Albert, Prince consort

Seven equestrian statues of Prince Albert were erected in the UK.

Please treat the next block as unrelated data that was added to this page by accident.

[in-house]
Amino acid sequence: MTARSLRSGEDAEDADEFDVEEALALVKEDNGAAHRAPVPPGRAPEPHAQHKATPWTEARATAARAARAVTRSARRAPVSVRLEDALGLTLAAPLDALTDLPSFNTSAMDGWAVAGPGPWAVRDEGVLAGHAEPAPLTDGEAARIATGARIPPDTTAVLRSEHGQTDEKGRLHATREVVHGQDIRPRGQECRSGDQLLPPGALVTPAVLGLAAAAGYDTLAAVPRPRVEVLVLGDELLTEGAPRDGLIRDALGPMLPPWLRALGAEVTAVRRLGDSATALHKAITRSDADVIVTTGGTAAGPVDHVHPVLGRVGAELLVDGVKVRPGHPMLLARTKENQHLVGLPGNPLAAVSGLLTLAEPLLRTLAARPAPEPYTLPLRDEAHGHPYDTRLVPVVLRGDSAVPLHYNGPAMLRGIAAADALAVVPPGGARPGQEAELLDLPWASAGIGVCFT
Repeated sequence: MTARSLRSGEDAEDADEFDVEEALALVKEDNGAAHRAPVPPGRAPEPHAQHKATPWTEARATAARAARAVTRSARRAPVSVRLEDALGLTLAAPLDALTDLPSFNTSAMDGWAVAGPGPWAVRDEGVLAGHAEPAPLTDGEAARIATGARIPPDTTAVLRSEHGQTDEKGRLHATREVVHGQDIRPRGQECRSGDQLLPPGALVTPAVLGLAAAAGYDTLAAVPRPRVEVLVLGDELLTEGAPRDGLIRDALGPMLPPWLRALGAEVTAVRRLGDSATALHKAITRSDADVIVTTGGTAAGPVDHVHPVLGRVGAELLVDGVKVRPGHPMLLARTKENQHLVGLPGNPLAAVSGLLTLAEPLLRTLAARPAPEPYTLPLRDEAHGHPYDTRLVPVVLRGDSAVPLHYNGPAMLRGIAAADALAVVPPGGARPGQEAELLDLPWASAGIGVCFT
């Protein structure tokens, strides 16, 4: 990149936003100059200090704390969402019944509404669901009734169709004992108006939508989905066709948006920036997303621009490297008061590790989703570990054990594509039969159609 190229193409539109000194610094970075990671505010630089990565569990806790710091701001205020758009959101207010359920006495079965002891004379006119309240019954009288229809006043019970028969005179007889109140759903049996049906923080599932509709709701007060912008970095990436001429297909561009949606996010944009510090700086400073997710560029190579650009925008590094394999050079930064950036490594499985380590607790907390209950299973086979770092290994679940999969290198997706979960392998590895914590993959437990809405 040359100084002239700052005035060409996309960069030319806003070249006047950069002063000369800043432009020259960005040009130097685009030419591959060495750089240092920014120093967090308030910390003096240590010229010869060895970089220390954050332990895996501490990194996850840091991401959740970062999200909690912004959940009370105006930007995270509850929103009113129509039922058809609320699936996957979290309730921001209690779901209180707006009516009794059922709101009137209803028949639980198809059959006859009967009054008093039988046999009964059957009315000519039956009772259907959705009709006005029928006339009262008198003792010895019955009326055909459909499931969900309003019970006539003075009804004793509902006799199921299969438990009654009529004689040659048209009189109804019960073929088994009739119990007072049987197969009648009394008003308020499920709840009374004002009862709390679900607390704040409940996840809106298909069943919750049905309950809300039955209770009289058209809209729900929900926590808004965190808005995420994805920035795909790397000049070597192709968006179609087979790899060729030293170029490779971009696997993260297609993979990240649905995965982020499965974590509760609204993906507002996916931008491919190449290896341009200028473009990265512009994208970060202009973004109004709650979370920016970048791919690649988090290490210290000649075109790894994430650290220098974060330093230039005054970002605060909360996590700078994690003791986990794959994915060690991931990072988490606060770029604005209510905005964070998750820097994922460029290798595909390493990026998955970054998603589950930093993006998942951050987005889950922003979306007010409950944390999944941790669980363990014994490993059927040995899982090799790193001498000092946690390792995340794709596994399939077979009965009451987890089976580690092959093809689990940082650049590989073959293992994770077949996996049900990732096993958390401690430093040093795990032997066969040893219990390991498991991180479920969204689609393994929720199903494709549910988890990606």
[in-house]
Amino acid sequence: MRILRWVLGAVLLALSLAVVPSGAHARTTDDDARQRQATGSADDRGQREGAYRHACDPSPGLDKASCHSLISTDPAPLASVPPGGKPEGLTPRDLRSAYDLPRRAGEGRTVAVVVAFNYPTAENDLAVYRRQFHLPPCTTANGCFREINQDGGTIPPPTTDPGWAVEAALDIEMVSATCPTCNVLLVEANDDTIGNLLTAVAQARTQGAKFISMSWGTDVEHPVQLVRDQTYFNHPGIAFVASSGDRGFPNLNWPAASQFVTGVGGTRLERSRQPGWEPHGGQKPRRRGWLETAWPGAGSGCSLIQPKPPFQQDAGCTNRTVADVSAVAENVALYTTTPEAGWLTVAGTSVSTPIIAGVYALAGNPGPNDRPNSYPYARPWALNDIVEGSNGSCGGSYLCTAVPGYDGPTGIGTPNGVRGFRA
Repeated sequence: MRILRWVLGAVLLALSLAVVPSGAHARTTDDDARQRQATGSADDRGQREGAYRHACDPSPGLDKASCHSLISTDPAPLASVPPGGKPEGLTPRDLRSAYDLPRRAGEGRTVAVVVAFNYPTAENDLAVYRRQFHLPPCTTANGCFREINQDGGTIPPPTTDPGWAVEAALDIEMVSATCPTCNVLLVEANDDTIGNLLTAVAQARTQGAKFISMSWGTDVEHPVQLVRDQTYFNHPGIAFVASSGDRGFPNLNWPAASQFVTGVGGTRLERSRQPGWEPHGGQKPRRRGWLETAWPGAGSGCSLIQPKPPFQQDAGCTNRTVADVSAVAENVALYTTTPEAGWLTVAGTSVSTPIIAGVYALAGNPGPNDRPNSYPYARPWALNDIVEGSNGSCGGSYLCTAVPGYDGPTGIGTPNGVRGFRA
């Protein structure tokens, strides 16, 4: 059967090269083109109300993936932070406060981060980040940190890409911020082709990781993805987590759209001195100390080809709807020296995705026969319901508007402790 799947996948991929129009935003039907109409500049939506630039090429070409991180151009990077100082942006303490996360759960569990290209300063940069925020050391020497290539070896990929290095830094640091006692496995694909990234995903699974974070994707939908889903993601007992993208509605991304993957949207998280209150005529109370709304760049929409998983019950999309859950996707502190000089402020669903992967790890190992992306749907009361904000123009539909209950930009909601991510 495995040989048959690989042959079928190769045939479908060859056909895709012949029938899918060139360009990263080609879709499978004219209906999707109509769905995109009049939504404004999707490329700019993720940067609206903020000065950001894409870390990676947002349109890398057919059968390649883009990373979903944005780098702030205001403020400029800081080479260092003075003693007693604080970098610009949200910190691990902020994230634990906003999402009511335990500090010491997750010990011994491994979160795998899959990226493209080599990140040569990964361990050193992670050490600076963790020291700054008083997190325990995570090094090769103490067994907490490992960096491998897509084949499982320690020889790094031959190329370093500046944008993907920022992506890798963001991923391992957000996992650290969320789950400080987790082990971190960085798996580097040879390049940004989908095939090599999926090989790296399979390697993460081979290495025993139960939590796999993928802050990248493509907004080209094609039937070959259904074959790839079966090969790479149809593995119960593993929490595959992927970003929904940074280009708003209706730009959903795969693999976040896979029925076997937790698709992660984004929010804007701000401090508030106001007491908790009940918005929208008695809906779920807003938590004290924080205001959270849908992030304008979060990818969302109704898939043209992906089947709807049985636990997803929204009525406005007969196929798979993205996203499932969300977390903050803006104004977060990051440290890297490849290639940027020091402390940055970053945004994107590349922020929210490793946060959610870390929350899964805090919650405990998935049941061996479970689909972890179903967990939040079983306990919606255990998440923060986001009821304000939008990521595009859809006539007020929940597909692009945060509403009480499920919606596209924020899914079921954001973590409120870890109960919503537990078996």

The inauguration of this statue in Wolverhampton was Victoria’s first public engagement after Albert’s death. The Queen had lent the uniform and Albert’s favourite charger, Nimrod, to the sculptor and visited him several times in his studio while the statue was being made. She recorded in her diary that the statue is ‘on the whole good’. Thornycroft produced three equestrian statues, which were more or less the same. The first one was unveiled in Halifax (West Yorkshire) in 1864, the statues in Wolverhampton and Liverpool followed in 1866. The Liverpool statue of Prince Albert proved rather controversial, though it was almost a replica of the Wolverhampton statue. The cocked hat was replaced by a top hat, the sabre is missing and the horse’s head is more upright. It was said that the Queen did not attend the unveiling, because the sculptor had portrayed the Prince Consort as a ‘philosophical prince’ rather than as a military man.

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